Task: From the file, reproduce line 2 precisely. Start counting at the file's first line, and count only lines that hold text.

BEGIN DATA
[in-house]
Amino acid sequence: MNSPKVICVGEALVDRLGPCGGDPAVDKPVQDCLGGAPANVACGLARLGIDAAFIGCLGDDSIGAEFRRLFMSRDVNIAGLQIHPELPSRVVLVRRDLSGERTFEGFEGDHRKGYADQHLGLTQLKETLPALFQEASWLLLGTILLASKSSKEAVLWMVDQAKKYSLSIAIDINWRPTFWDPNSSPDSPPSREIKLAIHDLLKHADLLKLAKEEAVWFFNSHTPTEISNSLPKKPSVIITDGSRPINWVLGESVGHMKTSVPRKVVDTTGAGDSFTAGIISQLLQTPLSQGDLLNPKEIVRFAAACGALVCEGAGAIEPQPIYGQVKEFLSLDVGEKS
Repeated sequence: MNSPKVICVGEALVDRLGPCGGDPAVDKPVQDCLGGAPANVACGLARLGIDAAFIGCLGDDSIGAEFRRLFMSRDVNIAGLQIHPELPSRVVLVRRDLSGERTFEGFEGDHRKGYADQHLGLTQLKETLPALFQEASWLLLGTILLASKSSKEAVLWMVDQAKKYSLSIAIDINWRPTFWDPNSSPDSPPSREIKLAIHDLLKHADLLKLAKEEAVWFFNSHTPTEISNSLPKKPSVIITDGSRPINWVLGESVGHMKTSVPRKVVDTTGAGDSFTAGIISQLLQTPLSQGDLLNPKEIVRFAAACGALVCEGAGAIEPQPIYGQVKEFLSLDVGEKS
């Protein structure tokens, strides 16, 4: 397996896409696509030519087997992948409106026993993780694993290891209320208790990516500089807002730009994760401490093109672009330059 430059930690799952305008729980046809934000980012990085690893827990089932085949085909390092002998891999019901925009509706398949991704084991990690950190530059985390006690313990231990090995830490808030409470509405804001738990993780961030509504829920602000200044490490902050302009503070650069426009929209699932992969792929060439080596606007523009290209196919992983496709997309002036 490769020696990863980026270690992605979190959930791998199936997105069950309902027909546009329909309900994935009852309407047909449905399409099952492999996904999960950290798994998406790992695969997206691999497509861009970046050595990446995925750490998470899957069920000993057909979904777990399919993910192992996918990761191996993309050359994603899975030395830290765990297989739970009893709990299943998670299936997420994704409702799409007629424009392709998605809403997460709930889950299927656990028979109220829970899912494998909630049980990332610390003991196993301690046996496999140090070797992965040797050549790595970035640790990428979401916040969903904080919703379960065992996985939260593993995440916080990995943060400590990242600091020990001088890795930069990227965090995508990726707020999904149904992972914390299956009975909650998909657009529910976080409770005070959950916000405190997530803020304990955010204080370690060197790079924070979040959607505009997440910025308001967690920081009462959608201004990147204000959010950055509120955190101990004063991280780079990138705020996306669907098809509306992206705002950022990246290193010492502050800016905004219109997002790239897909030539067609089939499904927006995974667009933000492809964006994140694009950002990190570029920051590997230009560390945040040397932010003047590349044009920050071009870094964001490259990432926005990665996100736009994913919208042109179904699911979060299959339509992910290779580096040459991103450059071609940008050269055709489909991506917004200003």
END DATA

Amino acid sequence: MNSPKVICVGEALVDRLGPCGGDPAVDKPVQDCLGGAPANVACGLARLGIDAAFIGCLGDDSIGAEFRRLFMSRDVNIAGLQIHPELPSRVVLVRRDLSGERTFEGFEGDHRKGYADQHLGLTQLKETLPALFQEASWLLLGTILLASKSSKEAVLWMVDQAKKYSLSIAIDINWRPTFWDPNSSPDSPPSREIKLAIHDLLKHADLLKLAKEEAVWFFNSHTPTEISNSLPKKPSVIITDGSRPINWVLGESVGHMKTSVPRKVVDTTGAGDSFTAGIISQLLQTPLSQGDLLNPKEIVRFAAACGALVCEGAGAIEPQPIYGQVKEFLSLDVGEKS